Stéphane Watier: Maintaining human resources is not a problem at Axon in India. Out of 130 employees, I have less than 3% attrition. This very low percentage of employee departures can be explained by one main factor. When Axon was set up in India, we tried to create a friendly spirit, to create more than just a team: a family. Today, it’s hardly presumptuous to claim that this has worked. Axon’s Indian team is one big family working towards the same goal.
When a difficulty arises in our factory, the Indian teams get involved. They give their all to ensure that the initial project succeeds. Our Indian team takes on projects as if they were their own.
Axon also strives to provide its employees with a safe working environment in which to flourish. To this end, we provide medical insurance that covers each employee’s family. We also attach great importance to the quality of our employees’ day-to-day work, which includes air-conditioning in the plants, access to sports facilities and the food on offer. Finally, employees travel to France during their Axon career to further their training and meet their French counterparts.
Aircraft-carrier Charles de Gaulle in Goa, present at the occasion of French and Indian bilateral naval exercises VARUNA 2023
Stéphane Watier: The first time I went to India, I immediately fell in love with the country. After 10 years there, I still feel the same way. So I’m not thinking of going back to France just yet.
I feel very much in tune with Indian culture and how this country sees things. Indians have a very positive way of approaching all situations. There’s something inexplicable about them that I’ve never seen in any other country.
Stéphane Watier: : Environmental issues are at the heart of our concerns. We are very sensitive to this issue and are trying to put in place several measures to alleviate these problems.
In September 2023, Axon will be the first company to use electric buses to transport our employees. We implemented this means of transport because it reduces carbon emissions. We have therefore signed a contract with a local company that has created buses, especially for Axon. We have a viable economic partnership in which we are committed to using these buses for a set period, to make them profitable for the company that purchased them. The aim here is comprehensive: to encourage more environmentally-friendly means of transport, while promoting the development of local businesses.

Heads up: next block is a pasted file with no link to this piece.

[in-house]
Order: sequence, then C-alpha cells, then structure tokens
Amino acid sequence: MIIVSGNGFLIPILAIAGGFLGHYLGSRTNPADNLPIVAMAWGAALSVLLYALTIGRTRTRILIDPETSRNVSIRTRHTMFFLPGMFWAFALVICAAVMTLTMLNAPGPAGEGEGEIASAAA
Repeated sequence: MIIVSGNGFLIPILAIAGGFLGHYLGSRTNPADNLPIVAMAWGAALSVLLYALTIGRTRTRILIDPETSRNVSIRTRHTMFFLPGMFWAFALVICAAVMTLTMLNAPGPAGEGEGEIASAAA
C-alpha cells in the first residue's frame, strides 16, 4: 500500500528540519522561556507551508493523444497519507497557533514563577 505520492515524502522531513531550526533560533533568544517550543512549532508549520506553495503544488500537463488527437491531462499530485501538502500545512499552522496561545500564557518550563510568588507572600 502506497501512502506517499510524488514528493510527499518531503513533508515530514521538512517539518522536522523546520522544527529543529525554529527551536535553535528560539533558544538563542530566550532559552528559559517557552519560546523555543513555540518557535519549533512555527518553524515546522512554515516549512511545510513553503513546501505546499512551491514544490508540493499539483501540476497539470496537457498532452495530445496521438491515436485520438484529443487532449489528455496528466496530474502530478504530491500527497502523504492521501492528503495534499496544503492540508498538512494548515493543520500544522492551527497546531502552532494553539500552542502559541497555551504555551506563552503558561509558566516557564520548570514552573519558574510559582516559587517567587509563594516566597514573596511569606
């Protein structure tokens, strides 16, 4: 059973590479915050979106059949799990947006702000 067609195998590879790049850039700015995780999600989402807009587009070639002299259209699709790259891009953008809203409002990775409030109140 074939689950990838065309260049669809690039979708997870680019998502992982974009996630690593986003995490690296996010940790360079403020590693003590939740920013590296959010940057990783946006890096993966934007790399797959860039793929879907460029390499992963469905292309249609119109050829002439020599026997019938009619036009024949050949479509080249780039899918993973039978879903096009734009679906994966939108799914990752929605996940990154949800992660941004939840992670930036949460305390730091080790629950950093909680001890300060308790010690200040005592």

Beyond specific environmental issues, ethics are at the heart of our motivations. Axon has planted trees in the factory yard. This type of action not only aims to develop the environmental aspect of our company but also to enhance our employees’ quality of life. They appreciate our actions.
Stéphane Watier: Axon attaches great importance to its relationship with its customers. We try to provide an individual response and service to each of our customers. Axon is not a mass provider, but one that adapts to each need and situation.
When we set up in India, we already had cutting-edge technology. So our aim in coming here was not necessary to develop it further, although we’re always open to progress, but rather to understand the objectives of our new Indian customers as well as possible.
Our entry into the Indian market in 2009 preceded the “Make in India” policy. In a way, we were forerunners of this movement. We set up an alliance between Axon Technology and the Indians. This alliance was set up in compliance with Indian regulations.